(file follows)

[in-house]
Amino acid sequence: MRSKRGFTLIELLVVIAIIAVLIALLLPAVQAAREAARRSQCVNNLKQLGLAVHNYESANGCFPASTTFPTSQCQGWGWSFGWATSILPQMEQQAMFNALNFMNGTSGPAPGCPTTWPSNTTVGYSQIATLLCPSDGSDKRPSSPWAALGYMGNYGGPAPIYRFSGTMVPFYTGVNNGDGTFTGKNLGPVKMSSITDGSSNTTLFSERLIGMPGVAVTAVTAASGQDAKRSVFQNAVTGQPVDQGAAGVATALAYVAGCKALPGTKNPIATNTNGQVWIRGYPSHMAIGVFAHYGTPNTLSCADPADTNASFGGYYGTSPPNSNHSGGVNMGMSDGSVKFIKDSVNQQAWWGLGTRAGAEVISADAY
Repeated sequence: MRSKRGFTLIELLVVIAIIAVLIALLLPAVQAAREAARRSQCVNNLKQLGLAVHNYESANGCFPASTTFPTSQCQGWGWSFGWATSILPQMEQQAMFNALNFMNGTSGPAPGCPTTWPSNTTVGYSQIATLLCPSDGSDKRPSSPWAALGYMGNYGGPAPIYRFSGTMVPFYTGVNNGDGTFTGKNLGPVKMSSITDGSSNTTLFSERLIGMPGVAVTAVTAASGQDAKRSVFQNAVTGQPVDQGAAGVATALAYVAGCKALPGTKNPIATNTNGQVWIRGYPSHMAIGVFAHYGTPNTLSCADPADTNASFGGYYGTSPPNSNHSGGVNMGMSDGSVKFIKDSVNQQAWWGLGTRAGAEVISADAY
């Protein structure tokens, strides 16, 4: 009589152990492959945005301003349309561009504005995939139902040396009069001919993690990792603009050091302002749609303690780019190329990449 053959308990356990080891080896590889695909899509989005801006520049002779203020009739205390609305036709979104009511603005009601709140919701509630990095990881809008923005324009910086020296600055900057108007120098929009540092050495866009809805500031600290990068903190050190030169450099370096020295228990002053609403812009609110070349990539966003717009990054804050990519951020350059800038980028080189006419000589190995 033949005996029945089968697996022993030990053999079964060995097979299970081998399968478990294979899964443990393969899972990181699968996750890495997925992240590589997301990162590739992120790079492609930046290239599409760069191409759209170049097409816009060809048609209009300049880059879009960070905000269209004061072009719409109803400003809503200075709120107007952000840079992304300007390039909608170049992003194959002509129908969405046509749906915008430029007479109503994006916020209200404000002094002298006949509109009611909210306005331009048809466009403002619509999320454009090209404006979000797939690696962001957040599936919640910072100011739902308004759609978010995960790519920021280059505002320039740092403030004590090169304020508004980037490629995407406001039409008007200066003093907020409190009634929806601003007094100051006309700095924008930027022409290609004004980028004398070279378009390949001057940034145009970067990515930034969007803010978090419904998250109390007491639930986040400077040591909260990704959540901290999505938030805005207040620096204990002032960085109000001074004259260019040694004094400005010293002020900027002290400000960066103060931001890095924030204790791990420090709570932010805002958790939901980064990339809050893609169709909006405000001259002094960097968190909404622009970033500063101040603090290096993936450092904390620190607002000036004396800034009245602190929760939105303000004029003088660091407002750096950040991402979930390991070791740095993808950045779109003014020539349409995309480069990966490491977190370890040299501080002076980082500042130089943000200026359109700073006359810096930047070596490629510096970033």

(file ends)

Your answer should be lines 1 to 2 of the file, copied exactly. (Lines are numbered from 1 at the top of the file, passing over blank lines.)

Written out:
[in-house]
Amino acid sequence: MRSKRGFTLIELLVVIAIIAVLIALLLPAVQAAREAARRSQCVNNLKQLGLAVHNYESANGCFPASTTFPTSQCQGWGWSFGWATSILPQMEQQAMFNALNFMNGTSGPAPGCPTTWPSNTTVGYSQIATLLCPSDGSDKRPSSPWAALGYMGNYGGPAPIYRFSGTMVPFYTGVNNGDGTFTGKNLGPVKMSSITDGSSNTTLFSERLIGMPGVAVTAVTAASGQDAKRSVFQNAVTGQPVDQGAAGVATALAYVAGCKALPGTKNPIATNTNGQVWIRGYPSHMAIGVFAHYGTPNTLSCADPADTNASFGGYYGTSPPNSNHSGGVNMGMSDGSVKFIKDSVNQQAWWGLGTRAGAEVISADAY